This is a continuation of the explanation of the U. S. Catholic Bishops regarding the changes of certain texts of the Mass.
What is the significance of the changes to the Nicene Creed?
Some of the most significant changes to the people's parts in the Order of Mass are found in the Profession of Faith (the Nicene Creed). Changes to this text fall into two categories: preservation of the syntax of the original text and preservation of expressions of faith which contain Catholic doctrine. The first change is the translation of Credo as of "I" instead of "We" in the opening phrase in order to maintain the person and number indicated in the Latin text. While the profession of faith is a communal liturgical act, each individual in the liturgical assembly professes his or her own faith which is joined to the profession of the whole assembly. The second change concerns the translation of particular expressions of faith such as Unigenitus, consubstantialis, and incarnatus. The theological terminology has been preserved, in accord with Liturgiam Authenticam, in the translation to English: "Only Begotten," "consubstantial," and "incarnate."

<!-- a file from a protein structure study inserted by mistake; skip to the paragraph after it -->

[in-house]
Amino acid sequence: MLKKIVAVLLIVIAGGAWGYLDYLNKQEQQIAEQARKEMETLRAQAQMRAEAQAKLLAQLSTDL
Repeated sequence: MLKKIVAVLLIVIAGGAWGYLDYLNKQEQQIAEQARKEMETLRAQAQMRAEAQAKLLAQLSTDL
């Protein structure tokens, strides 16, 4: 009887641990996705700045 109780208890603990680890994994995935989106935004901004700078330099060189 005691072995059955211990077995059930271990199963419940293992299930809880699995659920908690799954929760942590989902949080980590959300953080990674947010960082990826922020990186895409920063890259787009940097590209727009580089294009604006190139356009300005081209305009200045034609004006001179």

"And with your spirit"?
One of the more noticeable changes in the people's parts of the Mass is the response to the greeting, "The Lord be with you." The Latin response, et cum spiritu tuo, is rendered literally in English, "and with your spirit." Liturgiam Authenticam calls for the faithful rendering of expressions that belong to the heritage of the ancient Church, and cites et cum spiritu tuo as an example. Most modern languages have translated this phrase literally, so the English text now more closely parallels other vernacular translations.
Continued next week.